Term life insurance

Term life insurance is another necessity for doctors. While it doesn’t put as much financial strain on a medical professional as whole life insurance would, it still adds another financial burden. Term life insurance allows doctors and other professionals to insure their lives for a set period of time, which is why it is so much cheaper than the whole-life alternative. Average payments for a 20-year term life policy at $500,000 still run around $200 per month.

Doctors struggle with lifestyle inflation.

After graduating college, doctors have to spend three to four years in medical school, and another two to three in residencies before finally beginning work in their chosen specialty.

Generally, by this time, most doctors will be in their late twenties and early thirties. That means watching their college friends get married, become homeowners, start families, and take vacations. While future doctors are in school and working through their residencies on whatever small income they earn throughout those years, their friends have jumped straight into the workforce and built up savings to be able to afford all the nice, new things they’re buying.

Once doctors complete their programs and begin making substantially more money than they used to, it can be easy to fall into the trap of lifestyle inflation — purchasing expensive items that bring short-term satisfaction but aren’t sustainable long-term. They may want to experience all the benefits of life that their friends have been enjoying for years, but usually, they don’t get that chance until they’re in their thirties. By then, it’s all about playing catch-up.

That can be a really hard lifestyle to counteract down the road, and it can lead to some pretty serious financial pitfalls.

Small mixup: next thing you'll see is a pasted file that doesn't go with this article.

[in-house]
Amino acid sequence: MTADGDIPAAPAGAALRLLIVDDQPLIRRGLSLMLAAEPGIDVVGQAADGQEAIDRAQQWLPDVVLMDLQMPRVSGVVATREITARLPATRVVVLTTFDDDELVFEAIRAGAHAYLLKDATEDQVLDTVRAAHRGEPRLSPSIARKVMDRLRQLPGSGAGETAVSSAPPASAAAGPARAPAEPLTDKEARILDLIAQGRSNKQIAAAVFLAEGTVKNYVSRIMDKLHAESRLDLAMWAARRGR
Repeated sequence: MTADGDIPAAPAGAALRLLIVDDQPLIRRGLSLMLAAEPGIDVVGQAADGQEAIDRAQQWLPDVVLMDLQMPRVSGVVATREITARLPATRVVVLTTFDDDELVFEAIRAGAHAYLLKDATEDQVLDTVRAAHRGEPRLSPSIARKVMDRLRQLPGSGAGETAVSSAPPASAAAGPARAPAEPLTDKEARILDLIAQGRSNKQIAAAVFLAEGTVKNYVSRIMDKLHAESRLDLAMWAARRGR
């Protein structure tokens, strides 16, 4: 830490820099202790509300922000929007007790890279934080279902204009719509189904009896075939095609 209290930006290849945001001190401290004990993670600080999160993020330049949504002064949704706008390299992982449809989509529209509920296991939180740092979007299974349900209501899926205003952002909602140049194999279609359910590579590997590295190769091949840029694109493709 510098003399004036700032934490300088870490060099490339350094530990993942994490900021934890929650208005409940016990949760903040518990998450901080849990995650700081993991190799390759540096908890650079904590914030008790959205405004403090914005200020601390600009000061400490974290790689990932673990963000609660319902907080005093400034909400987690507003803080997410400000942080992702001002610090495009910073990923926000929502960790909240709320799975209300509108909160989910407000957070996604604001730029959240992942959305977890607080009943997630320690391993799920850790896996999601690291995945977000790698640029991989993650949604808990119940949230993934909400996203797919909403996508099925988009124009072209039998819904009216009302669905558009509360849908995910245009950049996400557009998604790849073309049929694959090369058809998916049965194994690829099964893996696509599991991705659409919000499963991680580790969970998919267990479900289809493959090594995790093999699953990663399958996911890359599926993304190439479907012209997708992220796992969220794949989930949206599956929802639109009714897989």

Doctors fall behind on retirement and estate planning early.

Because of how long it takes doctors to begin seeing profits from their work, it also takes them much longer to begin planning their estates or saving for retirement than it does the rest of the population.

Most people don’t begin thinking about saving for retirement or planning their estates until they’ve started a family and are earning a higher salary. But because of how late in the game doctors reap the rewards of their schooling and debt, most have begun building their lives around their families and don’t begin investing in their retirements or estate until later.

Instead, they spend their money on weddings, their kids’ school, new cars, and countless other necessities that just put off their retirement savings and estate planning longer and longer, often resulting in doctors having to work past the average retirement age to make up for the lost savings.

Key takeaways

The benefits to becoming a doctor still far outweigh the financial challenges that you may face, but if you’re careful with your money, saving, and investing in your future where you can, it’ll be all the more rewarding.

You might also like:

Jack Wolstenholm - Head of Content Marketing

Jack is the Head of Content Marketing at LeverageRx, the personal finance company that simplifies how healthcare professionals shop for financial products and services. A Creighton University graduate and former advertising creative, he has written extensively about topics in personal finance, work-life, employee benefits, and technology. His work has been featured in MSN, Benzinga, TMCNet, StartupNation, Council for Disability Awareness, and more.

Physician FinancePublished January 15, 2021